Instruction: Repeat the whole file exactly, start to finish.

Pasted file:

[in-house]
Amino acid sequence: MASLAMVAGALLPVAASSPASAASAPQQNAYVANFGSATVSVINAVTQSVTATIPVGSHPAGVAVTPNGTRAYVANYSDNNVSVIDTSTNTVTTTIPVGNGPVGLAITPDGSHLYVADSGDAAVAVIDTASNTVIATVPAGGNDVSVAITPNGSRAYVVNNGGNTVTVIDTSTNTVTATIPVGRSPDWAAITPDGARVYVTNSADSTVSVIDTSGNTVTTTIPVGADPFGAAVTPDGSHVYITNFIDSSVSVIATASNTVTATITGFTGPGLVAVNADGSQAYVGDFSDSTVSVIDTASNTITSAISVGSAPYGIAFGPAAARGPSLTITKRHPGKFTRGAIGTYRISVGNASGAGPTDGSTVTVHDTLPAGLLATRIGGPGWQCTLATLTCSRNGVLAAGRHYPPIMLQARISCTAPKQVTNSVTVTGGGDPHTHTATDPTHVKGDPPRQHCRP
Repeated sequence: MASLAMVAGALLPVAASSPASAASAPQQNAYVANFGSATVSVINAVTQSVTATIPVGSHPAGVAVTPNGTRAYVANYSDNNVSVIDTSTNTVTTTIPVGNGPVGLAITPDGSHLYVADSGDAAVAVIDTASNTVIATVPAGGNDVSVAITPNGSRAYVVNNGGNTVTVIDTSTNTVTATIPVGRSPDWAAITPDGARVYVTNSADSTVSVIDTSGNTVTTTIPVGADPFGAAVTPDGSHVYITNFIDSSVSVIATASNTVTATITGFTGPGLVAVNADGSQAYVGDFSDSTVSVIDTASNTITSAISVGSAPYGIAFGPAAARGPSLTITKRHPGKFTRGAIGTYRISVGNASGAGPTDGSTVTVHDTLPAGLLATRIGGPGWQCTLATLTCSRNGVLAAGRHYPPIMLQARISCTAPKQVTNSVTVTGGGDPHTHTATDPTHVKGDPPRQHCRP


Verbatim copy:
[in-house]
Amino acid sequence: MASLAMVAGALLPVAASSPASAASAPQQNAYVANFGSATVSVINAVTQSVTATIPVGSHPAGVAVTPNGTRAYVANYSDNNVSVIDTSTNTVTTTIPVGNGPVGLAITPDGSHLYVADSGDAAVAVIDTASNTVIATVPAGGNDVSVAITPNGSRAYVVNNGGNTVTVIDTSTNTVTATIPVGRSPDWAAITPDGARVYVTNSADSTVSVIDTSGNTVTTTIPVGADPFGAAVTPDGSHVYITNFIDSSVSVIATASNTVTATITGFTGPGLVAVNADGSQAYVGDFSDSTVSVIDTASNTITSAISVGSAPYGIAFGPAAARGPSLTITKRHPGKFTRGAIGTYRISVGNASGAGPTDGSTVTVHDTLPAGLLATRIGGPGWQCTLATLTCSRNGVLAAGRHYPPIMLQARISCTAPKQVTNSVTVTGGGDPHTHTATDPTHVKGDPPRQHCRP
Repeated sequence: MASLAMVAGALLPVAASSPASAASAPQQNAYVANFGSATVSVINAVTQSVTATIPVGSHPAGVAVTPNGTRAYVANYSDNNVSVIDTSTNTVTTTIPVGNGPVGLAITPDGSHLYVADSGDAAVAVIDTASNTVIATVPAGGNDVSVAITPNGSRAYVVNNGGNTVTVIDTSTNTVTATIPVGRSPDWAAITPDGARVYVTNSADSTVSVIDTSGNTVTTTIPVGADPFGAAVTPDGSHVYITNFIDSSVSVIATASNTVTATITGFTGPGLVAVNADGSQAYVGDFSDSTVSVIDTASNTITSAISVGSAPYGIAFGPAAARGPSLTITKRHPGKFTRGAIGTYRISVGNASGAGPTDGSTVTVHDTLPAGLLATRIGGPGWQCTLATLTCSRNGVLAAGRHYPPIMLQARISCTAPKQVTNSVTVTGGGDPHTHTATDPTHVKGDPPRQHCRP